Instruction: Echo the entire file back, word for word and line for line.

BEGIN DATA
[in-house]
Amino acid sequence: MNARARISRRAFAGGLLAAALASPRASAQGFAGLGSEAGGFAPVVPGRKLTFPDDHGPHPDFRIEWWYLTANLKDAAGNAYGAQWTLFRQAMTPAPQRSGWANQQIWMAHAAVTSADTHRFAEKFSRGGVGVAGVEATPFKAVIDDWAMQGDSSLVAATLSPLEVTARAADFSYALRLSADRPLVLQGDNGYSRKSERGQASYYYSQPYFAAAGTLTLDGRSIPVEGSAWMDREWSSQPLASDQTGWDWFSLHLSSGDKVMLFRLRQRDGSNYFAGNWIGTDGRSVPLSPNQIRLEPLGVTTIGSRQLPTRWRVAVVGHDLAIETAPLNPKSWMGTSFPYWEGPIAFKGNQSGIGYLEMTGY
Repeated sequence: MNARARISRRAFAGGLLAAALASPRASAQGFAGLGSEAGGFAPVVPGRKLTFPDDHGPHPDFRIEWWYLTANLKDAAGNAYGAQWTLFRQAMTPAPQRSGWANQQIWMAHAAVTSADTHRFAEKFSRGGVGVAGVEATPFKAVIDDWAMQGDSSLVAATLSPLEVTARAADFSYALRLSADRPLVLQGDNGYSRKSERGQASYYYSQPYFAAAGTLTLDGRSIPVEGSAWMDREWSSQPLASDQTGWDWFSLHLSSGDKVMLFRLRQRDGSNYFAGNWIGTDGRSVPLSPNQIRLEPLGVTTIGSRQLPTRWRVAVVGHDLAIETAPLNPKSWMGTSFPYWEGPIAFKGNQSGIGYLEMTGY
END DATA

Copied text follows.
[in-house]
Amino acid sequence: MNARARISRRAFAGGLLAAALASPRASAQGFAGLGSEAGGFAPVVPGRKLTFPDDHGPHPDFRIEWWYLTANLKDAAGNAYGAQWTLFRQAMTPAPQRSGWANQQIWMAHAAVTSADTHRFAEKFSRGGVGVAGVEATPFKAVIDDWAMQGDSSLVAATLSPLEVTARAADFSYALRLSADRPLVLQGDNGYSRKSERGQASYYYSQPYFAAAGTLTLDGRSIPVEGSAWMDREWSSQPLASDQTGWDWFSLHLSSGDKVMLFRLRQRDGSNYFAGNWIGTDGRSVPLSPNQIRLEPLGVTTIGSRQLPTRWRVAVVGHDLAIETAPLNPKSWMGTSFPYWEGPIAFKGNQSGIGYLEMTGY
Repeated sequence: MNARARISRRAFAGGLLAAALASPRASAQGFAGLGSEAGGFAPVVPGRKLTFPDDHGPHPDFRIEWWYLTANLKDAAGNAYGAQWTLFRQAMTPAPQRSGWANQQIWMAHAAVTSADTHRFAEKFSRGGVGVAGVEATPFKAVIDDWAMQGDSSLVAATLSPLEVTARAADFSYALRLSADRPLVLQGDNGYSRKSERGQASYYYSQPYFAAAGTLTLDGRSIPVEGSAWMDREWSSQPLASDQTGWDWFSLHLSSGDKVMLFRLRQRDGSNYFAGNWIGTDGRSVPLSPNQIRLEPLGVTTIGSRQLPTRWRVAVVGHDLAIETAPLNPKSWMGTSFPYWEGPIAFKGNQSGIGYLEMTGY